The aim of this study was to evaluate the susceptibility of Anopheles gambiae mosquitoes to bendiocarb, before (2010) and after (2012) the implementation of indoor residual spraying (IRS) interventions and to report the evolution of Ace-1R mutation frequency in Atacora region. Indoor collection was carried out through Morning 7 to 9 a. m in five districts (Kouandé, Natitingou, Matéri, Tanguiéta and Copargo) of the Atacora-Donga region before and after IRS. Anopheles larvae were also reared in each district before and after IRS and emerging adults were exposed to bendiocarb (0.1%) in susceptibility tests. Polymerase chain reaction (PCR) assays were run to determine the members of the An. gambiae complex, as well for insensitive acetylcholinesterase (AChE1) due to Ace-1R mutation. This study showed that the mean Ace-1 mutation frequency had increased significantly from 2010 to 2012 after two years of an IRS. Mortality data indicated that mosquitoes were susceptible in 2010 to bendiocarb 0.1%. By 2012, there was a drastic decline in the An. gambiae susceptibility to bendiocarb in treated districts. An. gambiae s.s. and Anopheles coluzzi were the two members of An. gambiae complex that were found in sympatry in the study area. An. gambiae was predominant in tested samples (92.50%). The Ace-1R mutation was found in both An. gambiae s.s. and An. coluzzi with frequency of 7.33 and 7.35%, respectively. The high proportion of homozygous susceptible specimens that survived from the WHO bioassays suggests the implication of biochemical resistance mechanisms. These results are of prime importance in the effort to document multiple impacts of operational control programmes on mosquito vectors, and to conceive sustainable control strategies for future malaria control programmes.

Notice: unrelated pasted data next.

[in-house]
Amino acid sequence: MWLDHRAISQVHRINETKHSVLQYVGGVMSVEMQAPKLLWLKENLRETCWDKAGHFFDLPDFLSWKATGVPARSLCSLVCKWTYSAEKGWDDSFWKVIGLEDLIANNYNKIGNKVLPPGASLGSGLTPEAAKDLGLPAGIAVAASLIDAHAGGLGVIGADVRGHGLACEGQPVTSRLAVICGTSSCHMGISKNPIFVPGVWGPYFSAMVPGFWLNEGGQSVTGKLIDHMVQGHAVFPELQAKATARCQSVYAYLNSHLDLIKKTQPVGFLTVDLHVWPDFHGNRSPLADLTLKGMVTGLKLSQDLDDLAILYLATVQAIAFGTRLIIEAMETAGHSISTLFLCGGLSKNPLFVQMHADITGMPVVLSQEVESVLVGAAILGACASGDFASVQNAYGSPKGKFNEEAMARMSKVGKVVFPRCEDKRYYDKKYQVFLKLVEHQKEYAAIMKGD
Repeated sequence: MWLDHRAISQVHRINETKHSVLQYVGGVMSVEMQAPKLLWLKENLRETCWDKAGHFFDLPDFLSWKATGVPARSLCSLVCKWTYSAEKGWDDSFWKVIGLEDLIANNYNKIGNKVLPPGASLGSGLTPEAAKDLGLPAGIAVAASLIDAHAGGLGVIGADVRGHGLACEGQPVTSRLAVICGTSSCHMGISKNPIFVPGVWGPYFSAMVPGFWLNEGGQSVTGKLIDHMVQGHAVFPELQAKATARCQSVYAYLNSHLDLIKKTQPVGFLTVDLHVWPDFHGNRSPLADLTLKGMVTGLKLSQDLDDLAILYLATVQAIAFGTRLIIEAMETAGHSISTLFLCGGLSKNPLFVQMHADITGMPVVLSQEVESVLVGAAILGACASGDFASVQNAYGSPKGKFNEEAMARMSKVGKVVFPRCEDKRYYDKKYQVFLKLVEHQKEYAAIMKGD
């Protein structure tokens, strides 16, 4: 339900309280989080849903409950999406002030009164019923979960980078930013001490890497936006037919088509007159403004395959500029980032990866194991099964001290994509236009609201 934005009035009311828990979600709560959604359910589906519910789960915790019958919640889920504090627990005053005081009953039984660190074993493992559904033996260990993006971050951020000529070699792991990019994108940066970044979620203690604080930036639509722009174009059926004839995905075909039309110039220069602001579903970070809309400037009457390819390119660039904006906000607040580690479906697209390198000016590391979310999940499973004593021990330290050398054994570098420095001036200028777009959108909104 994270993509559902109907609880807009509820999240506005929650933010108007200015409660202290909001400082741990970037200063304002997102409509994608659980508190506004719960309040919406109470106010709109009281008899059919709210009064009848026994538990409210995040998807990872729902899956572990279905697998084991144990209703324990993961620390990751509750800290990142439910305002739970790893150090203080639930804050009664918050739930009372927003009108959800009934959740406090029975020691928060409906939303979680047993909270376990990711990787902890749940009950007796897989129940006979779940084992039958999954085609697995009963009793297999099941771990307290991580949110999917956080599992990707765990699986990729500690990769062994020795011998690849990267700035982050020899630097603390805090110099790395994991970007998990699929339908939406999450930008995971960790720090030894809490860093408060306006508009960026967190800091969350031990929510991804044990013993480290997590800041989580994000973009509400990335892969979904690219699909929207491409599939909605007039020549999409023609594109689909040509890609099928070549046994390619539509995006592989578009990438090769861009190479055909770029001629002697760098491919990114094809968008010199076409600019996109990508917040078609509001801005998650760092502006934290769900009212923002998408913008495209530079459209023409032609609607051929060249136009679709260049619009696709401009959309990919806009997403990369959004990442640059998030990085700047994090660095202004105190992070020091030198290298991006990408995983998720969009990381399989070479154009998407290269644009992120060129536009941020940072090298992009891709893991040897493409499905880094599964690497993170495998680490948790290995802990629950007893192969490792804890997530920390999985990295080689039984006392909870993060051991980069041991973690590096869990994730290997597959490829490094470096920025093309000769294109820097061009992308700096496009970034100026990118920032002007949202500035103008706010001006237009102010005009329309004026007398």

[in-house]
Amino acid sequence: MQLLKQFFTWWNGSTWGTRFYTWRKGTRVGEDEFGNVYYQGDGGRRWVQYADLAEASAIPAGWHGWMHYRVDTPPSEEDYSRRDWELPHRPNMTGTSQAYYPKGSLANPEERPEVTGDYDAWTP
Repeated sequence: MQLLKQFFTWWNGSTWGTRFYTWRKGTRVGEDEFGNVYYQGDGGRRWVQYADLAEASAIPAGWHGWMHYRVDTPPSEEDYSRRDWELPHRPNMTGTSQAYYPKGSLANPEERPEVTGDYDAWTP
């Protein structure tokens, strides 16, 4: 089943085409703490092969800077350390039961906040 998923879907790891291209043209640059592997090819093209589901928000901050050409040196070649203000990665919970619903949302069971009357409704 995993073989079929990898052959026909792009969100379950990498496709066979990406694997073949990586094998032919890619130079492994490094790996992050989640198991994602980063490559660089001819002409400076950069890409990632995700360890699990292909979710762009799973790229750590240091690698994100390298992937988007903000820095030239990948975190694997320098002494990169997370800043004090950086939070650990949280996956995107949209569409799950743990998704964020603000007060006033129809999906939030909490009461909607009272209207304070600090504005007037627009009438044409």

Key words: Anopheles gambiae Ace-1R, increasing, indoor residual spraying, Benin.
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